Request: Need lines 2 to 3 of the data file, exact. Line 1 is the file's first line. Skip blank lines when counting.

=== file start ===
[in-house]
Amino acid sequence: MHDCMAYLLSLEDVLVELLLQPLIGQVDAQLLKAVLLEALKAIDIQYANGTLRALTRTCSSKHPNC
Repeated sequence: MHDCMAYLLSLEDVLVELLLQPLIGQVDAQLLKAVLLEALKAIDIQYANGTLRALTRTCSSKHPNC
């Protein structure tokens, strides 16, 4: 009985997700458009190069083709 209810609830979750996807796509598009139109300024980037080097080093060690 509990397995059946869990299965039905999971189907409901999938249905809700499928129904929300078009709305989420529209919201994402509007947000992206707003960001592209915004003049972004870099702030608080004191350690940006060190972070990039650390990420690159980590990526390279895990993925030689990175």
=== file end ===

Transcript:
Amino acid sequence: MHDCMAYLLSLEDVLVELLLQPLIGQVDAQLLKAVLLEALKAIDIQYANGTLRALTRTCSSKHPNC
Repeated sequence: MHDCMAYLLSLEDVLVELLLQPLIGQVDAQLLKAVLLEALKAIDIQYANGTLRALTRTCSSKHPNC